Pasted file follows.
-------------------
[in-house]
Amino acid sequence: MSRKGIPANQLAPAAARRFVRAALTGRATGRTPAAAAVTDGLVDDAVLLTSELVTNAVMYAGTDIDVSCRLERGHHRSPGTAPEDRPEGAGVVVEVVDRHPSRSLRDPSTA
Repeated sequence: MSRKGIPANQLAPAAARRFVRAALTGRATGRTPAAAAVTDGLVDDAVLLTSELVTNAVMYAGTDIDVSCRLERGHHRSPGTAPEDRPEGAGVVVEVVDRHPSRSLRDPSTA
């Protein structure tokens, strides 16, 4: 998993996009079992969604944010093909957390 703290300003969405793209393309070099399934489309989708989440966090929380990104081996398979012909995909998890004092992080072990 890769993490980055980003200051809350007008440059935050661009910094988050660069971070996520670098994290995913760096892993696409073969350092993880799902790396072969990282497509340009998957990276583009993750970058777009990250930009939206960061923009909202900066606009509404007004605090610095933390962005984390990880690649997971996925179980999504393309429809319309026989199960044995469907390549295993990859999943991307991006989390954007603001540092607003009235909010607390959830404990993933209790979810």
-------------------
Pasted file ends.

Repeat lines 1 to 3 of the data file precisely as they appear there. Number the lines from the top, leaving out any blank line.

[in-house]
Amino acid sequence: MSRKGIPANQLAPAAARRFVRAALTGRATGRTPAAAAVTDGLVDDAVLLTSELVTNAVMYAGTDIDVSCRLERGHHRSPGTAPEDRPEGAGVVVEVVDRHPSRSLRDPSTA
Repeated sequence: MSRKGIPANQLAPAAARRFVRAALTGRATGRTPAAAAVTDGLVDDAVLLTSELVTNAVMYAGTDIDVSCRLERGHHRSPGTAPEDRPEGAGVVVEVVDRHPSRSLRDPSTA